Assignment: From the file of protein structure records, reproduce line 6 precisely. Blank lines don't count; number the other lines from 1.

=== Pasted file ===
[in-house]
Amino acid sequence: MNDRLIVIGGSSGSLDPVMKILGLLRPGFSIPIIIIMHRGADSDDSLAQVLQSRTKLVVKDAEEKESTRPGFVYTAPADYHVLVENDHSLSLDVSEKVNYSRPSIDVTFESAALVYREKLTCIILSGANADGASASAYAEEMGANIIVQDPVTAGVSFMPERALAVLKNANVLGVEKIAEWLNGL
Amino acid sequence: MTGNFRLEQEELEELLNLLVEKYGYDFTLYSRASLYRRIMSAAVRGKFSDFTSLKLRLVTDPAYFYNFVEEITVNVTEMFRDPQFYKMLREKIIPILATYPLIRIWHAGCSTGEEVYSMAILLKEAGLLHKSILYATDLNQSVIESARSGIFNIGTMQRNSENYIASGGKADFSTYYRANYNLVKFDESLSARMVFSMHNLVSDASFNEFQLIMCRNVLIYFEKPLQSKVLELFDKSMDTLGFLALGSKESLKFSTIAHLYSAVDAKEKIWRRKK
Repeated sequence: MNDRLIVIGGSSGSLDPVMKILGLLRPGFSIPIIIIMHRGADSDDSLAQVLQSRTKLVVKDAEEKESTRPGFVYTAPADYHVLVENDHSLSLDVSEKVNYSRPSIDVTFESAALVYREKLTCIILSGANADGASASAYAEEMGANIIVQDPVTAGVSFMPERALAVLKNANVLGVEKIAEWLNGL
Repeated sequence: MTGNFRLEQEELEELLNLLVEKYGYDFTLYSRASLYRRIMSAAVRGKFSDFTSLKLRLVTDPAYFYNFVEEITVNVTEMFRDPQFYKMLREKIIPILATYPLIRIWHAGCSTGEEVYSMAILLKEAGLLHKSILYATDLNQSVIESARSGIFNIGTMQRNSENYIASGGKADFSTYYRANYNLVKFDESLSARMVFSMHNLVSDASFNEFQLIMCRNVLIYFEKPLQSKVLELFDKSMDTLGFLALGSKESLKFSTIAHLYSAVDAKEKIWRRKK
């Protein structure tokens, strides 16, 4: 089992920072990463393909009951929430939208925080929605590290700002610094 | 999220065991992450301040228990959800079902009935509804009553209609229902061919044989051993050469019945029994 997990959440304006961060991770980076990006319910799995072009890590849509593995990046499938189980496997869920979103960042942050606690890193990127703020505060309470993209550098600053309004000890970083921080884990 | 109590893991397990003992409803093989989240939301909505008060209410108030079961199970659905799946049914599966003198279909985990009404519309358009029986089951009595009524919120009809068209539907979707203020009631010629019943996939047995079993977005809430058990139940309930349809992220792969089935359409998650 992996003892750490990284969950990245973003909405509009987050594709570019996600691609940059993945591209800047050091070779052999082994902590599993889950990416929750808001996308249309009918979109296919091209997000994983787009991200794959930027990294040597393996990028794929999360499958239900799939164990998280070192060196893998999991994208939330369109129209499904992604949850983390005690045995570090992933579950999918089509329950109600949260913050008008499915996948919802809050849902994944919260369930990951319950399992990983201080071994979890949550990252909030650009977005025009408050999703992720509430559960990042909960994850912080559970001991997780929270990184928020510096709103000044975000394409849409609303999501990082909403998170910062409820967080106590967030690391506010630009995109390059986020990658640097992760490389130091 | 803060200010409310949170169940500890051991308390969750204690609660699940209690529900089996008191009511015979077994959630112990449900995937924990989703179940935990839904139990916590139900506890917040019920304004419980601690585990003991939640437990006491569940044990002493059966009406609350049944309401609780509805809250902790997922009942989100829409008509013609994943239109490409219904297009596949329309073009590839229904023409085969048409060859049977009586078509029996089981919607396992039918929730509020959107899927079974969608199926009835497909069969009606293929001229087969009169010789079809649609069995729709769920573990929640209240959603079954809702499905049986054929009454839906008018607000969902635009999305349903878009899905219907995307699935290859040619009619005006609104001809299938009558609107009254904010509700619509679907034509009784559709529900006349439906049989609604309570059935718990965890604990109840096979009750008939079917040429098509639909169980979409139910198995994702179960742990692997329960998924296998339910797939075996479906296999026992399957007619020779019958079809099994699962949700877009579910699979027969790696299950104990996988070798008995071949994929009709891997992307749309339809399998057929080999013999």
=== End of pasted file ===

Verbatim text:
């Protein structure tokens, strides 16, 4: 089992920072990463393909009951929430939208925080929605590290700002610094 | 999220065991992450301040228990959800079902009935509804009553209609229902061919044989051993050469019945029994 997990959440304006961060991770980076990006319910799995072009890590849509593995990046499938189980496997869920979103960042942050606690890193990127703020505060309470993209550098600053309004000890970083921080884990 | 109590893991397990003992409803093989989240939301909505008060209410108030079961199970659905799946049914599966003198279909985990009404519309358009029986089951009595009524919120009809068209539907979707203020009631010629019943996939047995079993977005809430058990139940309930349809992220792969089935359409998650 992996003892750490990284969950990245973003909405509009987050594709570019996600691609940059993945591209800047050091070779052999082994902590599993889950990416929750808001996308249309009918979109296919091209997000994983787009991200794959930027990294040597393996990028794929999360499958239900799939164990998280070192060196893998999991994208939330369109129209499904992604949850983390005690045995570090992933579950999918089509329950109600949260913050008008499915996948919802809050849902994944919260369930990951319950399992990983201080071994979890949550990252909030650009977005025009408050999703992720509430559960990042909960994850912080559970001991997780929270990184928020510096709103000044975000394409849409609303999501990082909403998170910062409820967080106590967030690391506010630009995109390059986020990658640097992760490389130091 | 803060200010409310949170169940500890051991308390969750204690609660699940209690529900089996008191009511015979077994959630112990449900995937924990989703179940935990839904139990916590139900506890917040019920304004419980601690585990003991939640437990006491569940044990002493059966009406609350049944309401609780509805809250902790997922009942989100829409008509013609994943239109490409219904297009596949329309073009590839229904023409085969048409060859049977009586078509029996089981919607396992039918929730509020959107899927079974969608199926009835497909069969009606293929001229087969009169010789079809649609069995729709769920573990929640209240959603079954809702499905049986054929009454839906008018607000969902635009999305349903878009899905219907995307699935290859040619009619005006609104001809299938009558609107009254904010509700619509679907034509009784559709529900006349439906049989609604309570059935718990965890604990109840096979009750008939079917040429098509639909169980979409139910198995994702179960742990692997329960998924296998339910797939075996479906296999026992399957007619020779019958079809099994699962949700877009579910699979027969790696299950104990996988070798008995071949994929009709891997992307749309339809399998057929080999013999």